There was a registered manager in post at the time of the inspection. A registered manager is a person who has registered with the Care Quality Commission (CQC) to manage the service. Like registered providers, they are ‘registered persons’. Registered persons have legal responsibility for meeting the requirements in the Health and Social Care Act 2008 and associated Regulations about how the service is run.

CQC is required by law to monitor the operation of the Mental Capacity Act, 2005 Deprivation of Liberty Safeguards (DoLS) and to report on what we find. DoLS are in place to protect people where they do not have capacity to make decisions and where it is considered necessary to restrict their freedom in some way, usually to protect themselves. At the time of the inspection 10 people who lived in The Cottage had their freedom restricted and the provider had acted in accordance with the Mental Capacity Act, 2005 DoLS.

People were supported to make decisions and choices for themselves wherever they were able to. Where this was not possible staff used the correct legal safeguards to ensure people’s rights were protected. People were encouraged to share their views and opinions wherever they were able to, although the registered manager and provider’s representative recognised that the current formats for gathering people’s views and assisting them to make complaints could be improved.

People were safe living within The Cottage. Identified risks to their safety and well-being were planned for and well managed. Staff knew how to identify and report any concerns for people’s safety and welfare and they were trained to manage medicines safely and appropriately.

People received individualised care and support from staff who were recruited, trained and supported appropriately. Vacancies within the staff team were effectively managed to ensure people received the support that was planned for them. People had good access to health care and their nutritional needs were fully supported to enable them to lead a healthy lifestyle.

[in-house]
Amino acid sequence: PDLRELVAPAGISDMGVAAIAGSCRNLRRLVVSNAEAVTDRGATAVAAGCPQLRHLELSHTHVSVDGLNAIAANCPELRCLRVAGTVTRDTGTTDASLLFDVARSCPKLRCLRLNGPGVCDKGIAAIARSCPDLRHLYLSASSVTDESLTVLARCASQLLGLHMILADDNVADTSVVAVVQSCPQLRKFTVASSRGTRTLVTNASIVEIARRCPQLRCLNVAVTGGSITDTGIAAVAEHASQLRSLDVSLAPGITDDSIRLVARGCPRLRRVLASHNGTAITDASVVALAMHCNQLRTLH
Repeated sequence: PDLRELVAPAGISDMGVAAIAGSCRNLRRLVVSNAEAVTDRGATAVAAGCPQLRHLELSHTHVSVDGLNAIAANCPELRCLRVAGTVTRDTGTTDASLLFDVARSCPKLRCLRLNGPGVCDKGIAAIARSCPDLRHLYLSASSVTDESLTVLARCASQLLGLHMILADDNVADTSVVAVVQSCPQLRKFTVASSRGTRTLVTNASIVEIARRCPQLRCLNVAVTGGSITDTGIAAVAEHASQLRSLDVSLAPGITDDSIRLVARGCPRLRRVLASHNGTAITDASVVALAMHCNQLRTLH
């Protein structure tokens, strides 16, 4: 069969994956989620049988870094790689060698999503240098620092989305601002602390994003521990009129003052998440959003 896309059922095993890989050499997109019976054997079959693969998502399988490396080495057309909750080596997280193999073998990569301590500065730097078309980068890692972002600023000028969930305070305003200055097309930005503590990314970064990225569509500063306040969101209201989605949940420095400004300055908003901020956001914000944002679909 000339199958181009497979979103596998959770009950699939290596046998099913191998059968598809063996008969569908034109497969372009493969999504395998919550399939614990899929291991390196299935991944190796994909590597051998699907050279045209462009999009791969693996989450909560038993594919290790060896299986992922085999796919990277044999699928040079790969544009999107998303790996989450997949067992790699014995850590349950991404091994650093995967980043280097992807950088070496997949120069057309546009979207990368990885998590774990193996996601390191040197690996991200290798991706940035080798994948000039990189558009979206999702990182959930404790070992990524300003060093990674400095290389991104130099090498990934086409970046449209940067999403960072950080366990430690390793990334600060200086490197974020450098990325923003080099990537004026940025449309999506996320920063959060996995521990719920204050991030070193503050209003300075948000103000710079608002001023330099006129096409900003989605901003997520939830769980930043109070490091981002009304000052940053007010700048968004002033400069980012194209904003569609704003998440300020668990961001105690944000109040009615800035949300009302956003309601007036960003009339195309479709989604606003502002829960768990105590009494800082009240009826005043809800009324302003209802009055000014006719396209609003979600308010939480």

People were treated with respect by staff who displayed a caring and warm approach to supporting them. They were able to maintain and develop their personal skills and were supported to enjoy a varied social life. Their privacy and dignity was maintained by staff who demonstrated a detailed understanding of each persons preferred lifestyle and needs. People’s private spaces within the home were personalised to their tastes and needs.

Systems were in place to maintain and improve the quality of the services provided for people. The registered manager and the provider’s representative ensured services were provided in line with good practice guidance and up to date approaches to care.

2 September 2014

During a routine inspection

Our inspection team on this occasion was made up of one inspector. We considered our evidence to help us answer our five questions; Is the service caring? Is the service responsive? Is the service safe? Is the service effective? Is the service well led?

Below is a summary of what we found. The summary is based on our observations during the inspection, speaking with people who use the service, their relatives, the staff supporting them and from looking at records.

If you want to see the evidence supporting our summary please read the full report.

Is the service safe?

People were treated with respect and dignity by the staff. People told us they felt safe. Safeguarding procedures were robust and staff understood how to safeguard the people they supported.

Systems were in place to make sure that managers and staff learnt from events such as accidents and incidents. This reduced the risks to people and helped the service to continually improve.

Regular checks were undertaken to ensure the environment was safe.

CQC monitors the operation of the Deprivation of Liberty Safeguards which applies to care home. One application had been submitted, proper policies and procedures were in place.

The service was safe, clean and hygienic. Equipment was well maintained and serviced regularly. Therefore people were not put at unnecessary risk.

The registered manager ensured safety checks were completed for staff prior to their commencement of employment.

Staffing levels were adjusted as people's needs changed and the staff liaised with the commissioners of services.

Is the service effective?

People's health and care needs were assessed with them, and they were involved in writing their plans of care. Specialist dietary, mobility and equipment needs had been identified in care plans where required.